A couple of blocks east of Downtown Scottsdale in a newly renovated 3 bedroom townhouse that would make Joanna Gaines proud, Lisa and I sat at a kitchen table that had become our impromptu office space and talked lived experience, hindsight, PPD, and the triangle of power they form.  We talked about moms in the swamp, when they are “otherwise”, and wondered how to get their husbands, their partners, their families –their people– to notice them. To see their PPD. We talked about how PPD manifests itself differently in its’ sufferers, and as the Arizona sun shone through the windows and the kitchen table grew heavy with empty coffee cups and discarded post it notes, we realized we needed help from those with the power.

100+ moms who have been swam in the PPD swamp told us how to help people see. They told us what they wished “their people” had noticed. This is their hindsight.

[su_slider source=”media: 1067,1066,1065,1064,1063,1062,1061,1059,1058″ height=”600″][/vc_column_text][/vc_column][/vc_row]

bridget kroteau

Survivor Stories – PPD, This was NOT my Plan.

I’m a planner. I had plans for how my life would be for years – I was going to be a mom, a science teacher and we were all going to live happily ever after. But I soon came to learn with the loss of my teaching job due to budget cuts that life wasn’t going to go according to plan (at least not all the time).

We decided that with me being unemployed, this was a great time for us to start our family. In 2011 I had my first daughter. My pregnancy was relatively easy and very uneventful, but I ended up being induced very unexpectedly (this was NOT my plan!).

The induction was quite difficult and lasted over 30 hours. Instead of feeling elated about her birth, I was just exhausted and scared. Because I had a fever during delivery she was sent to the NICU. During her stay, we had a lot of difficulty with breastfeeding. I always thought breastfeeding was “supposed” to be “easy and natural.” I felt awful and cried often in the NICU.

When we got home, I continued to cry frequently and remained determined to breastfeed, even with the difficulty we had. I felt like a failure. I was her mom, I felt like I was “supposed” to be able to breastfeed her. I also felt tremendous guilt about her stay in the NICU and for my lack of warm, motherly feelings after she was born. After four months of the guilt, crying and sadness, I finally realized that I needed help.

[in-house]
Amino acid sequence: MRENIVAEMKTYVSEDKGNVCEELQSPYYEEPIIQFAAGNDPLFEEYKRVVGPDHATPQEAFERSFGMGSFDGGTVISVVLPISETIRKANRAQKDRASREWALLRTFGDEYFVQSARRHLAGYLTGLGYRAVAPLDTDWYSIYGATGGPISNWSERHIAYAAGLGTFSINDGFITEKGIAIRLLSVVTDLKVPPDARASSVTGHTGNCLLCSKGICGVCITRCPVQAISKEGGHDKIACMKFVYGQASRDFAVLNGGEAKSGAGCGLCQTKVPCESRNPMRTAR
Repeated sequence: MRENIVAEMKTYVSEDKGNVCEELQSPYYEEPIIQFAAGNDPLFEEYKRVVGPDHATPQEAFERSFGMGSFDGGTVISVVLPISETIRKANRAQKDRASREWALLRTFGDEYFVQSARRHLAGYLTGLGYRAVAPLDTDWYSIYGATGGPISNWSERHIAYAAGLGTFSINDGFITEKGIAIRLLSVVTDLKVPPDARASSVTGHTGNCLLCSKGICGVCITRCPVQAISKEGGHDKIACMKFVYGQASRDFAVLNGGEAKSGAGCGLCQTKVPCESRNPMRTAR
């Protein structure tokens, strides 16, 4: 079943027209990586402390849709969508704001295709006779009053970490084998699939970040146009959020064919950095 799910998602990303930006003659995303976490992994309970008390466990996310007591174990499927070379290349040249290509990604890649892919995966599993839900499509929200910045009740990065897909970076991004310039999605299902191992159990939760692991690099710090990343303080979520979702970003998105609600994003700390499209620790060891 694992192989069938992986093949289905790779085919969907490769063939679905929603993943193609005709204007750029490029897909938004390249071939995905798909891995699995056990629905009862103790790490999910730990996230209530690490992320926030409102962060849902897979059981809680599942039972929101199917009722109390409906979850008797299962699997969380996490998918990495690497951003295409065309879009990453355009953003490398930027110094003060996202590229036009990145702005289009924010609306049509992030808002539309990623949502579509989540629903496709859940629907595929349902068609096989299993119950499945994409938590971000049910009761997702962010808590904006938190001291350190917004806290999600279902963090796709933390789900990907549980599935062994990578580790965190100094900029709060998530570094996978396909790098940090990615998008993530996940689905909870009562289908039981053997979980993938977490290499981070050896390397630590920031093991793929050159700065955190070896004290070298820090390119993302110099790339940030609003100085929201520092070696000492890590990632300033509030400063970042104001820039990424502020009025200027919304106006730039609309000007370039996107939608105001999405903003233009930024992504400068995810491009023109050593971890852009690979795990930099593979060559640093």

I talked to my husband about how I was feeling. He assured me that we would find help and it would be ok. I found a local support group and a therapist. I cannot say enough about the support group! I felt at home. I felt accepted. I felt cared for and most importantly, I didn’t feel alone. I continued to attend this group weekly and then attended their “Keep Getting Better” group.

A couple of years later, I had my second daughter. Before she was born, we did all we could to prepare for her arrival and prepare to make the transition to a family of four as easy as we could. We hired a postpartum doula to help me when my husband went back to work and I stocked my freezer with as many meals as I could fit. At this time, we also had a close family member go through a very rough health issue.

My second daughter’s birth was a breeze in comparison to my first and she breastfed very well. I felt good for awhile. But as the months progressed and my doula left, I was left juggling two young children and helping my husband manage the family health issue as best as I could. It was a very stressful time in our lives and it all caught up with me. I became very anxious, especially about anything dealing with sleep and my baby. I had panic attacks. I had a lot of trouble straying from a very set schedule. I became very angry. I reached out for help again and attended my support group and started seeing a therapist again. We eventually sleep trained our daughter and once I started to sleep again, I started to feel better.

To the moms struggling right now, you are not alone. This is not your fault. This is not your “new normal.” You will feel better with help.